Who Believed in You?

Of all the successful people I've interviewed and studied, almost every one pointed to an individual (or several) who had a profound and lasting influence on their accomplishments.
In many cases, it was simply someone who had confidence in their potential at a time when they needed someone to believe in them.
I've been fortunate in my own life to have a number of people who had faith in me and my success. And it's quite possible that without their support, I might not have made it.
You see, it's easy for people to believe in you when things are looking up. It kind of comes with the territory. But when times are tough, when you've made mistakes and when most people are actively distancing themselves from you, the ones who still express their confidence are rare—sometimes even non-existent.
No doubt there have been people in your own life who made such a difference. They believed in you and that helped you to hang in there when you otherwise might not have done so.
When I was in my early twenties, I bought a farm and began farming. It's not an easy way to make a living. But I was idealistic and a bit naïve. I was on a quest to help diversify a very undiversified agriculture in the state of Vermont.
One of the few people who believed in my ability to do so was a young lawyer named Peter Langrock. Peter was and is a truly interesting man. He had a small farm himself where he bred race horses. His law practice was quite successful, and he has become one of the best known attorneys in Vermont—if not the country.
For whatever reason, Peter took a liking to me and my quest. He saw a young, ambitious, hard-working kid with a dream and a vision. And when no banks would lend me any money to make it happen, he took it upon himself to co-sign a loan. Now THAT'S belief.
I built one of the largest livestock operations of its type in Vermont and even started a meat packing company. But in the end, I was not very successful in farming and agribusiness. It's expensive to be a maverick.
Nonetheless, I will never forget this man's faith in me and how much it helped me then—and even now. Thank you, Peter.
What about you? Who had faith in you? Or did you prevail IN SPITE of not having anyone believe in you?
And also, who do YOU believe in? Who have you mentored, encouraged or taken under your wing? I believe we all should “pay it forward”.
Make a difference in a young person's life. Take an interest in someone with a dream—or help them develop one. Look for the best that's within them.
In our twilight years, it won't be our monetary success, our achievements or accumulation of toys, but rather the difference we've made in people's lives that we will remember best.
Simply believing in someone—and having them know that—may be the best that you can do to help someone succeed.
Editor's Note: There's a great story about Peter Langrock in the University of Chicago Magazine.

Peter Langrock

Of all the successful people I've interviewed and studied, almost every one pointed to an individual (or several) who had a profound and lasting influence on their accomplishments.

In many cases, it was simply someone who had confidence in their potential at a time when they needed someone to believe in them.

I've been fortunate in my own life to have a number of people who had faith in me and my success. And it's quite possible that without their support, I might not have made it.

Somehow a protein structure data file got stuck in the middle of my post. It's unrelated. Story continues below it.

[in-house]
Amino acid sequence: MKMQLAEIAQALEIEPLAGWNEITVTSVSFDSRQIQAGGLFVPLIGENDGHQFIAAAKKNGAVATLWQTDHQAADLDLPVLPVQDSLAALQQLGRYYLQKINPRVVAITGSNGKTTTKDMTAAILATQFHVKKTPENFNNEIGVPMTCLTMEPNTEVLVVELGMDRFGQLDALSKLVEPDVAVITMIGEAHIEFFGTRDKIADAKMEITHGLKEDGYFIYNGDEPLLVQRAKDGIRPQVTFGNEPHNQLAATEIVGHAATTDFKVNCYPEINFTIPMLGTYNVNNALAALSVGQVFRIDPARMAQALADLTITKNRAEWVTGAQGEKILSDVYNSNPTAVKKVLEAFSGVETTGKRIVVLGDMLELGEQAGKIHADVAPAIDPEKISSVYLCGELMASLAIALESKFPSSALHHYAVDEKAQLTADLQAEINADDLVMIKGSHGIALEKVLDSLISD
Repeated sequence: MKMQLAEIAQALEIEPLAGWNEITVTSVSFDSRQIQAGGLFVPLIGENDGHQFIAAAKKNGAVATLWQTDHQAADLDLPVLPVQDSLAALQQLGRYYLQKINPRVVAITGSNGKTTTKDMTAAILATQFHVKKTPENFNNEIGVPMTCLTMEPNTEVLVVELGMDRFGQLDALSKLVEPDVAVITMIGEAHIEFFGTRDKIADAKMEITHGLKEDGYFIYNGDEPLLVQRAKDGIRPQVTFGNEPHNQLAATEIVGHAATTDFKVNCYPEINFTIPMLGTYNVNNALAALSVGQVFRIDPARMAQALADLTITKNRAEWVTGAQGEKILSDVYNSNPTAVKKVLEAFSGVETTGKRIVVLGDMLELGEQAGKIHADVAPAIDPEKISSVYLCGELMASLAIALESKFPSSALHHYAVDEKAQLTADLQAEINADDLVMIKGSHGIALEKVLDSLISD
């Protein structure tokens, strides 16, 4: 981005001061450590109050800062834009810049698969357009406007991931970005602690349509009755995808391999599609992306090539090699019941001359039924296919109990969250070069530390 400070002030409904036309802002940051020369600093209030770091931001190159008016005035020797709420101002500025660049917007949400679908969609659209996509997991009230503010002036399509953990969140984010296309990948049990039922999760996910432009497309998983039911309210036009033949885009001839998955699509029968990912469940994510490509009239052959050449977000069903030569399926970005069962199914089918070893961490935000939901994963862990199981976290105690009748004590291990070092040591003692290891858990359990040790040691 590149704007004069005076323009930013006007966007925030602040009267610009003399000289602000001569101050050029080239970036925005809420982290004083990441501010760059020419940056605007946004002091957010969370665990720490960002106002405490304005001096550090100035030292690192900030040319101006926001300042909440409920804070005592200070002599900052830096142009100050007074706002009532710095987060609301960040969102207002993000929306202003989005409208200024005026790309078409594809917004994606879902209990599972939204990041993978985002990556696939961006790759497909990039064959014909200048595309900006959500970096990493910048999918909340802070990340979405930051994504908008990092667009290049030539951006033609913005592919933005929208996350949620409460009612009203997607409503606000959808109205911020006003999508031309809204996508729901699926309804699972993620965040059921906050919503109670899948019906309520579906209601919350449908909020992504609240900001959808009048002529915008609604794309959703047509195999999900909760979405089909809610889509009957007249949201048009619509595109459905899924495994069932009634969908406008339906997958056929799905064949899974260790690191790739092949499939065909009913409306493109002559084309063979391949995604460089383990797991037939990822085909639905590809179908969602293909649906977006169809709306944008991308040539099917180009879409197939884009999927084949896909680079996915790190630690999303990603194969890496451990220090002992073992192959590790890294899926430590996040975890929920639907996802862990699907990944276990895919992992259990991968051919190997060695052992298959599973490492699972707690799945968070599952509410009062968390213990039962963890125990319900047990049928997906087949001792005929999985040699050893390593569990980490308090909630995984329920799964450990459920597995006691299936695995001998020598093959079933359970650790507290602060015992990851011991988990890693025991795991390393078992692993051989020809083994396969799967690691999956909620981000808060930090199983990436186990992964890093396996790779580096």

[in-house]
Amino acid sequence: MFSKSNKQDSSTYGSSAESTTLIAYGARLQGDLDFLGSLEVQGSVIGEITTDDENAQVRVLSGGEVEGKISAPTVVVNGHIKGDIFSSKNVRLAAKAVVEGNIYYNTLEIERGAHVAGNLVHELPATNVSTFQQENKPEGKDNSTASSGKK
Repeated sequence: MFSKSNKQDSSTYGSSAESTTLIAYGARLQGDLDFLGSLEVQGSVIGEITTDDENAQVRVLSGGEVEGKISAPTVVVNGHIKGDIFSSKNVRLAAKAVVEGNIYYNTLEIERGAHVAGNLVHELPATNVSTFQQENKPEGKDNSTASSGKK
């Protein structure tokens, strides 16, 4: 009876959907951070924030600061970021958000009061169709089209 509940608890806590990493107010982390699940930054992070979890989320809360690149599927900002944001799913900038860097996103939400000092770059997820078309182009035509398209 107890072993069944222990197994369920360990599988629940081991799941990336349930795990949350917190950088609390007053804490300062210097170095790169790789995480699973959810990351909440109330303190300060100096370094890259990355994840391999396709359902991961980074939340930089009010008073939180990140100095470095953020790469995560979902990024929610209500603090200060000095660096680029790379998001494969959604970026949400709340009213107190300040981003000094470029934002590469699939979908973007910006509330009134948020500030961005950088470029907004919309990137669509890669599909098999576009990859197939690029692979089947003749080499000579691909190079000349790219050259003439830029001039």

You see, it's easy for people to believe in you when things are looking up. It kind of comes with the territory. But when times are tough, when you've made mistakes and when most people are actively distancing themselves from you, the ones who still express their confidence are rare—sometimes even non-existent.

No doubt there have been people in your own life who made such a difference. They believed in you and that helped you to hang in there when you otherwise might not have done so.

When I was in my early twenties, I bought a farm and began farming. It's not an easy way to make a living. But I was idealistic and a bit naïve. I was on a quest to help diversify a very undiversified agriculture in the state of Vermont.

One of the few people who believed in my ability to do so was a young lawyer named Peter Langrock. Peter was and is a truly interesting man. He had a small farm himself where he bred race horses. His law practice was quite successful, and he has become one of the best known attorneys in Vermont—if not the country.

For whatever reason, Peter took a liking to me and my quest. He saw a young, ambitious, hard-working kid with a dream and a vision. And when no banks would lend me any money to make it happen, he took it upon himself to co-sign a loan. Now THAT'S belief.

I built one of the largest livestock operations of its type in Vermont and even started a meat packing company. But in the end,

I was not very successful in farming and agribusiness. It's expensive to be a maverick.Nonetheless, I will never forget this man's faith in me and how much it helped me then—and even now. Thank you, Peter.

What about you? Who had faith in you? Or did you prevail IN SPITE of not having anyone believe in you?And also, who do YOU believe in? Who have you mentored, encouraged or taken under your wing? I believe we all should “pay it forward”.

Make a difference in a young person's life. Take an interest in someone with a dream—or help them develop one. Look for the best that's within them.

In our twilight years, it won't be our monetary success, our achievements or accumulation of toys, but rather the difference we've made in people's lives that we will remember best.

Simply believing in someone—and having them know that—may be the best that you can do to help someone succeed. Editor's Note: There's a great story about Peter Langrock in the University of Chicago Magazine.

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